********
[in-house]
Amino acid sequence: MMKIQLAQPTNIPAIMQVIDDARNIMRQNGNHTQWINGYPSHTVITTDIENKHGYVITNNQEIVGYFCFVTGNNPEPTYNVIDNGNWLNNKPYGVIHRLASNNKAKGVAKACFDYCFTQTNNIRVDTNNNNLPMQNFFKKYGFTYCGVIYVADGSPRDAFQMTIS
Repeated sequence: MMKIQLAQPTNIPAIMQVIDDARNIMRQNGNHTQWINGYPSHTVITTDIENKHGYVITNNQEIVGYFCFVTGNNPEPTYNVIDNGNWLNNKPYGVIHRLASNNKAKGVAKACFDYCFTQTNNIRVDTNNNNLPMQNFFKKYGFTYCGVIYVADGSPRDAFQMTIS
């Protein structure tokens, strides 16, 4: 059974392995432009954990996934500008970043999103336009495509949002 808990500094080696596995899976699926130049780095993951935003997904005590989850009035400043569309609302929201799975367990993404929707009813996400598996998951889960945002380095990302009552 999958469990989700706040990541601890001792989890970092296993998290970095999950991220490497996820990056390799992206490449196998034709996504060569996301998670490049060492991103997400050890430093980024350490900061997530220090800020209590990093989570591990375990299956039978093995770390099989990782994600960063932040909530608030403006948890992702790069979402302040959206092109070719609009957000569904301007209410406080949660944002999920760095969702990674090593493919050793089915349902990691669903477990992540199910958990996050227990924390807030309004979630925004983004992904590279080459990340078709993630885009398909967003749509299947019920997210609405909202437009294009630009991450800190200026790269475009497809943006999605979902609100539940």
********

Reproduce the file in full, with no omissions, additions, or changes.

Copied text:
[in-house]
Amino acid sequence: MMKIQLAQPTNIPAIMQVIDDARNIMRQNGNHTQWINGYPSHTVITTDIENKHGYVITNNQEIVGYFCFVTGNNPEPTYNVIDNGNWLNNKPYGVIHRLASNNKAKGVAKACFDYCFTQTNNIRVDTNNNNLPMQNFFKKYGFTYCGVIYVADGSPRDAFQMTIS
Repeated sequence: MMKIQLAQPTNIPAIMQVIDDARNIMRQNGNHTQWINGYPSHTVITTDIENKHGYVITNNQEIVGYFCFVTGNNPEPTYNVIDNGNWLNNKPYGVIHRLASNNKAKGVAKACFDYCFTQTNNIRVDTNNNNLPMQNFFKKYGFTYCGVIYVADGSPRDAFQMTIS
């Protein structure tokens, strides 16, 4: 059974392995432009954990996934500008970043999103336009495509949002 808990500094080696596995899976699926130049780095993951935003997904005590989850009035400043569309609302929201799975367990993404929707009813996400598996998951889960945002380095990302009552 999958469990989700706040990541601890001792989890970092296993998290970095999950991220490497996820990056390799992206490449196998034709996504060569996301998670490049060492991103997400050890430093980024350490900061997530220090800020209590990093989570591990375990299956039978093995770390099989990782994600960063932040909530608030403006948890992702790069979402302040959206092109070719609009957000569904301007209410406080949660944002999920760095969702990674090593493919050793089915349902990691669903477990992540199910958990996050227990924390807030309004979630925004983004992904590279080459990340078709993630885009398909967003749509299947019920997210609405909202437009294009630009991450800190200026790269475009497809943006999605979902609100539940």